Mosquitto is a popular MQTT server (or broker, in MQTT parlance) that has great community support and is easy to install and configure.

Before installing Mosquitto, we have to set up a host with real domain (example.com) and generate SSL certificate using Let’s Encrypt.

Installation and configuration steps can be found here.

We can install Mosquitto from default Ubuntu software repository

sudo apt update
sudo apt install mosquitto mosquitto-clients

Ubuntu will start the Mosquitto service after install.

mosquitto_passwd is the utility that is used to generate a password. This command will place username and password pain in /etc/mosquitto/passwd

Let’s create new password for user worker1

sudo mosquitto_passwd -c /etc/mosquitto/passwd worker1

After pressing ENTER, you will have to enter your password, and confirm it.

Now we have to create a new configuration file for Mosquitto to define that we are using password file for all connections:

sudo vi /etc/mosquitto/conf.d/default.conf

Paste the following content to the file:

allow_anonymous false
password_file /etc/mosquitto/passwd

Leave a trailing newline at the end of the file!

Now, restart Mosquitto:

sudo systemctl restart mosquitto

Next, we will test our configuration. Open another SSH connection in your terminal, in order to have two connections side by side. We will use one connection to publish data to the topic and another connection to subscribe to the topic.

First connection is used for subscribe:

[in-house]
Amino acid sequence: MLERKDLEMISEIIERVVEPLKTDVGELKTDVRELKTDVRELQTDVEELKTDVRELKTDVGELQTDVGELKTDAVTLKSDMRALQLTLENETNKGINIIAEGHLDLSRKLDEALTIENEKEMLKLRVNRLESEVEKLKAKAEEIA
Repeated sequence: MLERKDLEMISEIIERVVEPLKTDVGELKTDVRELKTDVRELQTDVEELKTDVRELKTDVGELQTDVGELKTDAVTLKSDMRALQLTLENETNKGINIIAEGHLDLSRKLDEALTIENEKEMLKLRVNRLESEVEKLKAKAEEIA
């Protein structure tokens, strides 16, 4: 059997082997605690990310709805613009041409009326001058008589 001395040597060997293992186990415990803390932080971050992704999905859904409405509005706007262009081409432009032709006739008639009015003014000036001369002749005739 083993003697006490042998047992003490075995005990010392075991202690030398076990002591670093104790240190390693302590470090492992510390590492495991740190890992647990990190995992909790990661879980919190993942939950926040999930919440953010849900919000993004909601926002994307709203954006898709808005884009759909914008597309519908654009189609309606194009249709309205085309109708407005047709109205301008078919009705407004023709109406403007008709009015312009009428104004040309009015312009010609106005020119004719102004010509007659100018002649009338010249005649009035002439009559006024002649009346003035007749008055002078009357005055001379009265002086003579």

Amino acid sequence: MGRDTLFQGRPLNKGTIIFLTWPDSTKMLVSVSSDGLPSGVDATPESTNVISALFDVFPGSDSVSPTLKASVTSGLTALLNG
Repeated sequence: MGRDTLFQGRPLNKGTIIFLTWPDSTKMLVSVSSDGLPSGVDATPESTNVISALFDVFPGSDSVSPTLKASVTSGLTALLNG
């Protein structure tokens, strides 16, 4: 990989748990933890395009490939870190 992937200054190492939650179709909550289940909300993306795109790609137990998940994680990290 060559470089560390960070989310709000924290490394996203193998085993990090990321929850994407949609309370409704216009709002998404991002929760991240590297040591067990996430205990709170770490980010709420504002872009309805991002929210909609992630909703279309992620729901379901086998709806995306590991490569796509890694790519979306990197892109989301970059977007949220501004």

mosquitto_sub -h localhost -t topic/test -u "worker1" -P "password"

Leave this terminal open, it will listen for the new messages on the “topic/test” topic and publish some data to the topic from the second terminal:

mosquitto_pub -h localhost -t "topic/test" -m "Hi there!" -u "worker1" -P "password"

Now, open your first terminal and you shoud see “Hi there!” message received. Great, your configuration works! But it’s not safe because we are sending passwords unencrypted. In the next step we will configure SSL encryption. Be sure to configure your Nginx with the real domain before this step!

MQTTS is actually abbreviation for MQTT + SSL, encrypted MQTT connection.

Once more, be sure to configure your Nginx with the real domain and obtain Let’s Encrypt SSL certificate, as described in the first step.

In order to use SSL we have to tell Mosquitto where Let’s Encrypt certificates are stored. We will edit our Mosquitto configuration once more:

sudo vi /etc/mosquitto/conf.d/default.conf

Add the following content just below your previous configuration and leave a trailing newline at the end of the file. Also, be sure to use your domain here, as we will use iotaap.cloud domain:

listener 1883 localhost

listener 8883
certfile /etc/letsencrypt/live/iotaap.cloud/cert.pem
cafile /etc/letsencrypt/live/iotaap.cloud/chain.pem
keyfile /etc/letsencrypt/live/iotaap.cloud/privkey.pem

Port 1883 is the standard, unencrypted MQTT port, and this port is not exposed to the internet by default. Port 8883 is encrypted port that will be exposed to the internet.

Restart Mosquitto:

sudo systemctl restart mosquitto

Now we have to allow connections to port 8883, also if you are using firewall on your server (AWS, DigitalOcean or similar) be sure to enable connections to this port, command below will allow connections in Ubuntu system:

sudo ufw allow 8883

Now, we can test our configuration using mosquitto_pub command, but with the following options:

to subscribe to our topic (use your domain here):

mosquitto_sub -h iotaap.cloud -t topic/test -u "worker1" -P "password" -p 8883 --capath /etc/ssl/certs/

This will subscribe you to the “topic/test”, next we will publish some data to the topic:

mosquitto_pub -h iotaap.cloud -t topic/test -m "Hi encrypted user :)" -p 8883 --capath /etc/ssl/certs/ -u "worker1" -P "password"

Open your first terminal and you should see the message “Hi encrypted user :)”. Congrats now you have your own Secured MQTT broker!

–capath /etc/ssl/certs/ enables SSL and tells to the mosquitto_pub to look for root certificatesRoot certificates are installed by operating system, and the path is different for different OS.